Log In Register for Online Access. The result of this war was to leave Britain as the dominant imperial power in North America, and the only European power east of the Mississippi although it would return southern Florida to Spain. There was increasing tension between the British government and the American colonists, especially when it was decided to maintain a standing army in North America after the war.
For the first time, the British Army would be garrisoned in North America in significant numbers in a time of peace. With the defeat of France, the British government no longer sought actively to curry the favour of Native Americans. Urged by his superiors to cut costs, Commander in Chief General Jeffery Amherst initiated policy changes that helped prompt Pontiac's War in , an uprising against the British military occupation of the former New France. Tensions between the army and local civilians helped contribute to the Boston Massacre of , but outright warfare did not begin until , when an army detachment was sent to seize colonial munitions at Lexington and Concord.
Reinforcements were sent to America to put down what was initially expected to be a short-lived rebellion. Because the British army was understrength at the outset of the war, the British government hired the armed forces of several German states, referred to generically as " Hessians ", to fight in North America. As the war dragged on, the ministry also sought to recruit Loyalist soldiers.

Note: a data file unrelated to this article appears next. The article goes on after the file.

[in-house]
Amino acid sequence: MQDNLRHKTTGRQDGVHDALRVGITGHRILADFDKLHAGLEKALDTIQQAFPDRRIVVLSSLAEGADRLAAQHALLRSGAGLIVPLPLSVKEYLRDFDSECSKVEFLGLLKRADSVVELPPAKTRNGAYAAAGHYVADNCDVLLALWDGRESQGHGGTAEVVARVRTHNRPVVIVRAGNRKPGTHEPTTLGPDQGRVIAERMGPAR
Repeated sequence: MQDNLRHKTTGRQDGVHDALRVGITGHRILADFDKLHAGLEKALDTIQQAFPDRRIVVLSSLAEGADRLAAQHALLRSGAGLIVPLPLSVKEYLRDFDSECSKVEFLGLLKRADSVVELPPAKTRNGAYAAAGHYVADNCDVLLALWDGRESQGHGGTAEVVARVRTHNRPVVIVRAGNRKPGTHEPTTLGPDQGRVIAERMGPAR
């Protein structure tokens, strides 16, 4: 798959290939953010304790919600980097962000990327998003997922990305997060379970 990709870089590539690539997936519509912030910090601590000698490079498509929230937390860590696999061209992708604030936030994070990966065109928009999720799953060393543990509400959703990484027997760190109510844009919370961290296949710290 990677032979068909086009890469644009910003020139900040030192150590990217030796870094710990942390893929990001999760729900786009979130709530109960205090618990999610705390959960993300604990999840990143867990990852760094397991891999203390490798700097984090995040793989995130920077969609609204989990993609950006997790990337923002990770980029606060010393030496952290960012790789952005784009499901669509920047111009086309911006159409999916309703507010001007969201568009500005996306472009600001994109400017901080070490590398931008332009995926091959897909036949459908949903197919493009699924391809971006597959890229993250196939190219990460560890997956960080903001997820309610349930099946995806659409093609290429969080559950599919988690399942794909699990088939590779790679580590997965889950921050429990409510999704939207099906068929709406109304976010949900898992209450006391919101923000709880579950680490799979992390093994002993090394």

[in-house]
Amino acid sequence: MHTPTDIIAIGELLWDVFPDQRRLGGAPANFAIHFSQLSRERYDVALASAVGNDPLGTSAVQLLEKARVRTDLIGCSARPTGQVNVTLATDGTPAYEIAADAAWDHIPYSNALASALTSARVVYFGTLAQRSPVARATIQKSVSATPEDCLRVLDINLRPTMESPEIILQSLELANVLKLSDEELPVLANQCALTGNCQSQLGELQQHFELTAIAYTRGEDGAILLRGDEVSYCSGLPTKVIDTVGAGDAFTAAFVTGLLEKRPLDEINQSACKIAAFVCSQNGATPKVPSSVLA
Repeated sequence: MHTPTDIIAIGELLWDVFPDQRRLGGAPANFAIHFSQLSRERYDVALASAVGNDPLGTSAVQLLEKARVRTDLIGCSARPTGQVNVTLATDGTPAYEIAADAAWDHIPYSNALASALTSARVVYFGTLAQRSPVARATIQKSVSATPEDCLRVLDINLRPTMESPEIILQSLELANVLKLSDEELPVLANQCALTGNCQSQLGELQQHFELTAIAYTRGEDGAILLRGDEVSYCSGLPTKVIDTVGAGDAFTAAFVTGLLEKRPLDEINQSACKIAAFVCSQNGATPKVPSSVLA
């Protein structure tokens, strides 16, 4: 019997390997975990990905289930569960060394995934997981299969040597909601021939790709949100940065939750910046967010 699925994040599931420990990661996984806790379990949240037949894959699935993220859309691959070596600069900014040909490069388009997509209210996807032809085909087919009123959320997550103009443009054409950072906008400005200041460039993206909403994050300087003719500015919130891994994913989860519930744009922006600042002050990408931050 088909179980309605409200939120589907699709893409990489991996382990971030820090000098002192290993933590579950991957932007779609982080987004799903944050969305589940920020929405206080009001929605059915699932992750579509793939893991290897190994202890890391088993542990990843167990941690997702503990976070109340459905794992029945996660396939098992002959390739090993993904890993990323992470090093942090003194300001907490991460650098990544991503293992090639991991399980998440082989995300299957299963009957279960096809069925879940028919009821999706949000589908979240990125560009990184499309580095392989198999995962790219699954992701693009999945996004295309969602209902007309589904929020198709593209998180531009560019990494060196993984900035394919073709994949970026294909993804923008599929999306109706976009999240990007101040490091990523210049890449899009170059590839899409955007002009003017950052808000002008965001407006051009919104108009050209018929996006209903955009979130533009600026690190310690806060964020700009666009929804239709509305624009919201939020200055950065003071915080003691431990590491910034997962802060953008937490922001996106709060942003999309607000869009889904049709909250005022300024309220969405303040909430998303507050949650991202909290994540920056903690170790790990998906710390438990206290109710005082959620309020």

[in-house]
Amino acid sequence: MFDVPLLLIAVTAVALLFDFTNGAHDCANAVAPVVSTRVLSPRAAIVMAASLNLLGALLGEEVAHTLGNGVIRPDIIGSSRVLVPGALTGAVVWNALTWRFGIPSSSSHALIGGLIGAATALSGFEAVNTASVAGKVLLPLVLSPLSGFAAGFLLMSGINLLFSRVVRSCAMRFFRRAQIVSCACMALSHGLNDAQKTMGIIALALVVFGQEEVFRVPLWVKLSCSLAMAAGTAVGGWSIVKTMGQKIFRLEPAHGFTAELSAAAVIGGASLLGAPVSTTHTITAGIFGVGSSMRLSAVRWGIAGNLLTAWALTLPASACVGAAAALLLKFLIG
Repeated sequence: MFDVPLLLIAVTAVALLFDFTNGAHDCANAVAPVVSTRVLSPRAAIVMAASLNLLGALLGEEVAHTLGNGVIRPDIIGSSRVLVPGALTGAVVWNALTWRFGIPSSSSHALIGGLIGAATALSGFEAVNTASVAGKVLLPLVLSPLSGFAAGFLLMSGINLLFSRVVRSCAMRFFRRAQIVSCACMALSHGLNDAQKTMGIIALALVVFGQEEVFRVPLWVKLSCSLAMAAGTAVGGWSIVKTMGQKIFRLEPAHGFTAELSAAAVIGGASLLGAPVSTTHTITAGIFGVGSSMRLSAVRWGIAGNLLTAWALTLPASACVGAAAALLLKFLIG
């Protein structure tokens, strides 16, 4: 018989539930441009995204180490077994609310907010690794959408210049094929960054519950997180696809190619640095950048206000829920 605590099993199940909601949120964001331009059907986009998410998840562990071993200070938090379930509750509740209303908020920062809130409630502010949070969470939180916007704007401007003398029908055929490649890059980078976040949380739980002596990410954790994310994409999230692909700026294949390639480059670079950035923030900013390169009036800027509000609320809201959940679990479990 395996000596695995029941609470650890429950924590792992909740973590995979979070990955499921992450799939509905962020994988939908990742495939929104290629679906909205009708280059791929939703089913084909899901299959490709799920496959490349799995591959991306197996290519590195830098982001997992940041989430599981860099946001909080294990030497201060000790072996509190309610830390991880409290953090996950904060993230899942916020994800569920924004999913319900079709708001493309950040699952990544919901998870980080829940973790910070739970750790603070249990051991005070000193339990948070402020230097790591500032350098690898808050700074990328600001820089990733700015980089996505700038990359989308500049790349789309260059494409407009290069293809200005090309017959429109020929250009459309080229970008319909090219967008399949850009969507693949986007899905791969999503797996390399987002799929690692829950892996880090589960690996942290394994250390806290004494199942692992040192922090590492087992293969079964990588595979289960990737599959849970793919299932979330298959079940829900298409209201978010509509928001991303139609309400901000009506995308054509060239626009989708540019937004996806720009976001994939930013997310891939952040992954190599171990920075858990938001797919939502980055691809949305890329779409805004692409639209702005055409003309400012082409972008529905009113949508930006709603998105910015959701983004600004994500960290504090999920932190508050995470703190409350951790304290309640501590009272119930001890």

Five American units known as the American Establishment , formed in were placed on the regular army roster, though there were many other Loyalist units. When the war ended in with defeat and the independence of the United States, many of the Loyalists fled north to Canada, where many subsequently served with the British Army. The Army itself had established many British units during the war to serve in North America or provide replacements for garrisons.
The regimental system has been the foundation of the British army for years. Regimental System, the British Army, and the British People c Buy Military Identities: The Regimental System, the British Army, and the British People c. by David French (ISBN: ) from Amazon's.
All but three the 23rd Regiment of Light Dragoons and two Highland infantry regiments, the 71st and 78th Foot were disbanded immediately after the war. The Army was forced to adapt its tactics to the poor communications and forested terrain of North America. Large numbers of light infantry detached from line units were organised, and the formerly rigid drills of the line infantry were modified to a style known as "loose files and an American scramble".
While the British defeated the colonists in most of the set-piece battles of the war, none of these had any decisive result, whereas the British defeats at the Battle of Saratoga and Siege of Yorktown adversely affected British morale, prestige and manpower. The British Army during the Napoleonic Wars experienced a time of rapid change. At the beginning of the French Revolutionary Wars in , the army was a small, awkwardly administered force of barely 40, men.